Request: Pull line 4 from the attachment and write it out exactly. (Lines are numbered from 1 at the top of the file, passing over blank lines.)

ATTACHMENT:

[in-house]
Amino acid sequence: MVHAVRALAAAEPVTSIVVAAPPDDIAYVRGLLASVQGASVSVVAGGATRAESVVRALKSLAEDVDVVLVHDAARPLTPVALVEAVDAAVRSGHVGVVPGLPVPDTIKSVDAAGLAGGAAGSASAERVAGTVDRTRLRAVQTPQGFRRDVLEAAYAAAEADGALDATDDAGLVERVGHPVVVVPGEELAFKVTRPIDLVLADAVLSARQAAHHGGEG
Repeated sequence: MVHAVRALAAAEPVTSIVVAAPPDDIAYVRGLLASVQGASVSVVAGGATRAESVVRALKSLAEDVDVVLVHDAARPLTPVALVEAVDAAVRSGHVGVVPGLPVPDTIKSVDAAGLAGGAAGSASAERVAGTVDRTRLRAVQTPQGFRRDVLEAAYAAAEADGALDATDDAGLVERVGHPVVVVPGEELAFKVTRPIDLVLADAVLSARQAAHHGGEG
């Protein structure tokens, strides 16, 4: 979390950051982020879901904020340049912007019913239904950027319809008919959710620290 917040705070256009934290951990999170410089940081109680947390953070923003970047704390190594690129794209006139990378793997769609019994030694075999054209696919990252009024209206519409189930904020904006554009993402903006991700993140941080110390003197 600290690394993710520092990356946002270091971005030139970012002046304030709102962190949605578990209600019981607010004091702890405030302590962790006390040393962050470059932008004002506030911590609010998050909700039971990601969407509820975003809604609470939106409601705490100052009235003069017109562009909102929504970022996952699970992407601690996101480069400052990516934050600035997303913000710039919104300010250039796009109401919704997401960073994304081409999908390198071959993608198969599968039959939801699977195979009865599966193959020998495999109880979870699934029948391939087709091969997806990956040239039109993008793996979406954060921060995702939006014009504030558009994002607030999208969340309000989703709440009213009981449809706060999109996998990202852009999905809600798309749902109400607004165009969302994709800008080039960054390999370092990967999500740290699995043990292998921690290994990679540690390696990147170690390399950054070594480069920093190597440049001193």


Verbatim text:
């Protein structure tokens, strides 16, 4: 979390950051982020879901904020340049912007019913239904950027319809008919959710620290 917040705070256009934290951990999170410089940081109680947390953070923003970047704390190594690129794209006139990378793997769609019994030694075999054209696919990252009024209206519409189930904020904006554009993402903006991700993140941080110390003197 600290690394993710520092990356946002270091971005030139970012002046304030709102962190949605578990209600019981607010004091702890405030302590962790006390040393962050470059932008004002506030911590609010998050909700039971990601969407509820975003809604609470939106409601705490100052009235003069017109562009909102929504970022996952699970992407601690996101480069400052990516934050600035997303913000710039919104300010250039796009109401919704997401960073994304081409999908390198071959993608198969599968039959939801699977195979009865599966193959020998495999109880979870699934029948391939087709091969997806990956040239039109993008793996979406954060921060995702939006014009504030558009994002607030999208969340309000989703709440009213009981449809706060999109996998990202852009999905809600798309749902109400607004165009969302994709800008080039960054390999370092990967999500740290699995043990292998921690290994990679540690390696990147170690390399950054070594480069920093190597440049001193």